Because traditional publishing was taking on a large financial risk and had to also maintain high overhead, they obviously had to be picky about what works to publish (and still do). These works had to bring in a certain amount of ROI (return on investment). This devastated the literary landscape and drove many works to the brink of extinction.

For instance, in the 70s and 80s long epic works were all the rage. Readers actually liked a book so long you could take out a burglar with it. I mean, Clan of the Cave Bear could have been registered as a deadly weapon. But the thing is, paper is heavy so it is expensive to ship. It costs a lot more to print a long book (Duh).

Additionally, big thick paperbacks? Only fitting a few of those suckers on a shelf. Why sell three books for $9.99 when you can sell ten books for $7.99?

Basic math.

So, the trend became to cut works off after a certain word count. Many agents would take one look at a query and if the work was over 110,000 words? Forget it. It didn’t matter that it was the next Lord of the Rings.

They weren’t being mean, they simply knew that publishers were wanting shorter works because they could sell more of them and enjoy a higher profit.

But what if a story needed to be that long?

The other side also suffered. Short works.

Pulp fiction got its start with the much-esteemed Charles Dickens and this form of storytelling really picked up traction in the early part of the 20th century. This type of fiction gave the general public access the larger-than-life stories with exotic and sexy characters. Pulp authors also made a really good living, some becoming among the richest people in the country.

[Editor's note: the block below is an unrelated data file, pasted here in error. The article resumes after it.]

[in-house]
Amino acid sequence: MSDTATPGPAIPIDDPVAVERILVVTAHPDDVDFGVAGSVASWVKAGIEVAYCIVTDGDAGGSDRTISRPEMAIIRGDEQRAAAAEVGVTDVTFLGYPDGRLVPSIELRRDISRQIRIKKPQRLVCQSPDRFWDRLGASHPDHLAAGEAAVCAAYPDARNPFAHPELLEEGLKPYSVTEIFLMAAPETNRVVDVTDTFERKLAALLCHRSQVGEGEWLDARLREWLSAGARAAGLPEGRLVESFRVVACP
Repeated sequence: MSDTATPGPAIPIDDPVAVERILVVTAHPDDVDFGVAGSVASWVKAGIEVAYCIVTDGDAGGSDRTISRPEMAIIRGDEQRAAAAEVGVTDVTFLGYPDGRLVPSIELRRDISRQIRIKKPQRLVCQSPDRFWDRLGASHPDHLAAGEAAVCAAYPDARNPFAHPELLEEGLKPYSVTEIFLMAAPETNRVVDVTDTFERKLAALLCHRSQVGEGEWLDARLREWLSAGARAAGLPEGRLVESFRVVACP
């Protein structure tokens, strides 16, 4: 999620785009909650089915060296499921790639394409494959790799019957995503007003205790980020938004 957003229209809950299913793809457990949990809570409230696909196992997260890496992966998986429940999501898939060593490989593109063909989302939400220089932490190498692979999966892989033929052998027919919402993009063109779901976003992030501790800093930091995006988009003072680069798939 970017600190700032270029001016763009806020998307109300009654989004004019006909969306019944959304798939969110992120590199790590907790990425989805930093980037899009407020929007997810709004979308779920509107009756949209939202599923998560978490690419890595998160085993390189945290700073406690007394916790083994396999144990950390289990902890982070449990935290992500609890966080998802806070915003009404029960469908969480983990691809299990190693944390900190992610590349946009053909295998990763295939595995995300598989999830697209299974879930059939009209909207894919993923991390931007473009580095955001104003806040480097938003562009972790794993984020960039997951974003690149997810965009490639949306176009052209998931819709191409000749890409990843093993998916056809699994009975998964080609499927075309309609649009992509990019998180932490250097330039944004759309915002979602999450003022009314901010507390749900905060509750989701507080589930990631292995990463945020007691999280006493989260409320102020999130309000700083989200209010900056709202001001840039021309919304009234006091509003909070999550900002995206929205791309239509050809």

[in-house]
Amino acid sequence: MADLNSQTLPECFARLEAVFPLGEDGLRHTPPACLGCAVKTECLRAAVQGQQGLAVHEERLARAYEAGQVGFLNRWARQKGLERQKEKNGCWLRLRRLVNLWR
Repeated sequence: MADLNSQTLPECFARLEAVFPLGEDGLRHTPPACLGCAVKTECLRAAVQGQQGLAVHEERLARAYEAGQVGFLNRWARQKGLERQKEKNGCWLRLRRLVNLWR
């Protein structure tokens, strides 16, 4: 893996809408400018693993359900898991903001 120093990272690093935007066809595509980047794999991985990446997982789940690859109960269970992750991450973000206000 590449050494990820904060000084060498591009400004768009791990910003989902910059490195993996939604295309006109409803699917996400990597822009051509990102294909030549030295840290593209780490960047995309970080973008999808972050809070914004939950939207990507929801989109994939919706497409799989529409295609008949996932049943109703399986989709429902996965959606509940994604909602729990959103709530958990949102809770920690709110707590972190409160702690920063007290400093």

We can thank pulp fiction for some of the greatest literary geniuses of our culture. Edgar Rice Burroughs almost single-handedly laid the foundation for today’s science fiction. Then we have Max Brand, H.P. Lovecraft, Raymond Chandler, Dashiell Hammett, and Ray Bradbury.

With WWII we experienced paper rationing and the pulp magazine fell into decline as publishers opted for longer works with…a greater ROI.

Notice how these changes really don’t have much to do with the skill of the writer and have more to do with paper costs, shipping costs and ROI (PROFIT).

As publishing became bigger and bigger business, it had less to do with the story and the quality of the writing and more to do with, “Can we sell this?”

Oh, but maybe I am misguided and Snooki’s—It’s a Shore Thing is great literature I’ve overlooked. But hey, I am a troglodyte.

Again, this is simply wise business. A publisher might love a vampire book…but unfortunately they already had taken on three other vampire books and filled that quota for the year.

The beauty of the new publishing model is we are seeing a MAJOR resurgence of works that were all but lost. According to Ms. Gough traditional publishing is some great champion of literature, but I would challenge her to query a poetry book and see how far she gets.

Death by Elitism

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Every time I run across one of these articles kicking self-published authors what stands out to me is the almost repugnant level of elitism. It’s like they all hang out in places with finger sandwiches to feed their own BS echo chamber.

Elitism is a big reason that legacy publishing is suffering. Instead of working with the changes in technology and what audiences want, they have spent an exorbitant amount of time propping up a dying business model (probably with pinkies extended ūüėČ ). They continue to do business in a way where authors are paid the last and the least and where only the 1%ers truly benefit.

And sure, if you want evidence to support a theory that all self-published authors are hacks, there is plenty to be found. But, to assert that all self-published authors are drunken monkeys banging on a typewriter is myopic and completely ignores that some of the greatest works of our time are NOT coming out of NY. This assertion ignores how business-minded authors have changed the rules and created a game that works in their favor.